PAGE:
Telephone tax scams have been around for ages and they returned to the dirty dozen in 2014 in the No. 2 slot. Phone scams include many variations, but all try to steal taxpayers' money or identity.
Some scammers tell folks who take the calls that they are entitled to huge refunds; all they need to do is provide some personal information. Other con artists use fear, threatening taxpayers with revocation of their driver's license or even arrest if their tax situations aren't cleared up quickly.
The IRS is investigating a sophisticated phone scam aimed at recent immigrants, who are told they owe money to the IRS and it must be paid promptly through a preloaded debit card or wire transfer. Failure to follow through, say the con artists, could lead to arrest or deportation.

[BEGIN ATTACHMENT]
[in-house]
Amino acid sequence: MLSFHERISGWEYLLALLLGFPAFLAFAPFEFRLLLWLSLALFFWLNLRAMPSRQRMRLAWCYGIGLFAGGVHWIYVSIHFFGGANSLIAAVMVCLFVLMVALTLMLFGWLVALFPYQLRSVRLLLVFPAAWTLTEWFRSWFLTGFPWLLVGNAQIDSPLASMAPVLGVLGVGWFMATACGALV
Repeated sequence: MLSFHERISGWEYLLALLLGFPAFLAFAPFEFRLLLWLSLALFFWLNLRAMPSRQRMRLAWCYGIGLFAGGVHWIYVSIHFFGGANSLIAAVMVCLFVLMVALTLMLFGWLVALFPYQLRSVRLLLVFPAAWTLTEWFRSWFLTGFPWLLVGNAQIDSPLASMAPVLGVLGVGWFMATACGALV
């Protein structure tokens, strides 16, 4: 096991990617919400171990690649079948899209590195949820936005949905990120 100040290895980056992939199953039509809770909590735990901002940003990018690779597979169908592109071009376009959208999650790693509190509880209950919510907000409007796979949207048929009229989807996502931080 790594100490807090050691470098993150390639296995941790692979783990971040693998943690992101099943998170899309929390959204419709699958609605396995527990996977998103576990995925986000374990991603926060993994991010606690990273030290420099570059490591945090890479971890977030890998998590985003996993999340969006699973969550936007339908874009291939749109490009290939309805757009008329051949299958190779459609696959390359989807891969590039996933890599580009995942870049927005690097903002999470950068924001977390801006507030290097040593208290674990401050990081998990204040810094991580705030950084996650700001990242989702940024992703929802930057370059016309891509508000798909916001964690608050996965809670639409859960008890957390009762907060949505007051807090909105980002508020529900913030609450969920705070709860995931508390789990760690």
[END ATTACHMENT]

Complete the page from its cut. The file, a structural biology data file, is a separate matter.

The telephone scam made headlines in March 2014 when the IRS called many versions of fake calls the largest tax scam ever. Things got worse. Five months later, the IRS reported it was growing. Through mid-August, the Treasury Inspector General for Tax Administration had received around 90,000 complaints about the fake IRS calls. The latest victim loss count is an estimated $5 million.
If you get a phone call from someone claiming to be from the IRS and know you do owe taxes, call the IRS toll-free at (800) 829-1040 for help in resolving your payment issue. If you know you don't owe taxes, call the Treasury Inspector General for Tax Administration at (800) 366-4484 to report the scam.